Behavioral and neural impairments of frontotemporal dementia: Potential implications for criminal responsibility and sentencing

Int J Law Psychiatry. May-Jun 2016;46:1-6. doi: 10.1016/j.ijlp.2016.02.020. Epub 2016 Mar 31.


Individuals in the early stages of the behavioral variant of frontotemporal dementia (bvFTD), a progressive neurodegenerative disorder marked by atrophy to the brain's frontal regions, exhibit severe disturbances to social and moral processing and decision-making after the onset of the disorder. These behavioral impairments, underlain by the neural deficits associated with the disorder, can often lead individuals with bvFTD to criminally offend. As such, behavioral and frontotemporal lobe abnormalities exhibited by offenders with bvFTD potentially represent several complex challenges for the legal system. This paper examines some of the ways in which the behavioral and neural impairments associated with bvFTD may influence issues surrounding the criminal responsibility, specifically legal insanity, and sentencing of offenders with bvFTD in the U.S. legal system. As there is very little literature in these areas concerning bvFTD, the existing academic dialogue on psychopathy, a disorder with similar behavioral symptoms and neural deficits, is used to frame the discussion on these issues.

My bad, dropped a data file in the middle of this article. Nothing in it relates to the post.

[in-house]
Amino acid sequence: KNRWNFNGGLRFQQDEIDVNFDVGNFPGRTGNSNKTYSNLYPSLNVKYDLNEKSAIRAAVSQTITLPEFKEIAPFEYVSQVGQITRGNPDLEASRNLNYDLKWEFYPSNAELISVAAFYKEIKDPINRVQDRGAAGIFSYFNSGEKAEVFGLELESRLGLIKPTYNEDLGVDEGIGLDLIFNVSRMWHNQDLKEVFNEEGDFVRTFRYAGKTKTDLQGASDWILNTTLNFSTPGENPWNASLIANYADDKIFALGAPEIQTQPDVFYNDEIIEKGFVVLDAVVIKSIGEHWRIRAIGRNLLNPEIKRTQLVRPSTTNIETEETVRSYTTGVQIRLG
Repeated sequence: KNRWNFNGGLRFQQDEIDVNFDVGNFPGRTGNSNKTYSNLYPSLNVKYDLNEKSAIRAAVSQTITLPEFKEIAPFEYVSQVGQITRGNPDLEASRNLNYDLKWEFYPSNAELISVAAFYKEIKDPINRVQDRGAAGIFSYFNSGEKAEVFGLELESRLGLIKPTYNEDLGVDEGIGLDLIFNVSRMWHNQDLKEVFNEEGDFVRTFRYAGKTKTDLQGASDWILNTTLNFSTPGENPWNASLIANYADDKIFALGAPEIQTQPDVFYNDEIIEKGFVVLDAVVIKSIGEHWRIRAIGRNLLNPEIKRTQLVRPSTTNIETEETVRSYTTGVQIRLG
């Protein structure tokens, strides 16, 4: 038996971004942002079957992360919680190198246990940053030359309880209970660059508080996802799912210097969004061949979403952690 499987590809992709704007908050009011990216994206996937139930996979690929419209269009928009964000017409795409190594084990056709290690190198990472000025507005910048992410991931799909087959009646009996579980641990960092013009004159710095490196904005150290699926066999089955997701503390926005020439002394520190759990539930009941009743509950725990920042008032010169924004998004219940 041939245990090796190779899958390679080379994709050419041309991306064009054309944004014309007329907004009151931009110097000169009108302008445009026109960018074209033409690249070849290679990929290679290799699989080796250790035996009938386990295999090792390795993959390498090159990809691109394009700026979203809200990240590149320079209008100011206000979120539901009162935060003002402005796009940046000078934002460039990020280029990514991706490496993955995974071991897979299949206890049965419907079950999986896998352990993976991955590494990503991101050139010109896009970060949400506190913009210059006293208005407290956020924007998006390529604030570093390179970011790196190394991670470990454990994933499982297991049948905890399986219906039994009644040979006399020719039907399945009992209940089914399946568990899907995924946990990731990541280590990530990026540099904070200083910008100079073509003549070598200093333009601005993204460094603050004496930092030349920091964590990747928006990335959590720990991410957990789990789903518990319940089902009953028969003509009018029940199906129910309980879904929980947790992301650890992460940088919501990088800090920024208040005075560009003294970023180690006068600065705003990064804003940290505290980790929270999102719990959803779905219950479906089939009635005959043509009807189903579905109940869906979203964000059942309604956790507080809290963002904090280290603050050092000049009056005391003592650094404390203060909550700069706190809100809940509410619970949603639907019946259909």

Keywords: Frontotemporal dementia; Insanity; Psychopathy; Punishment; Responsibility; Sentencing.

Publication types

  • Review

MeSH terms

  • Antisocial Personality Disorder / diagnosis*
  • Antisocial Personality Disorder / psychology*
  • Crime / legislation & jurisprudence*
  • Frontotemporal Dementia / diagnosis*
  • Frontotemporal Dementia / psychology*
  • Humans
  • Insanity Defense*
  • Mental Competency / legislation & jurisprudence*
  • Psychopathology
  • United States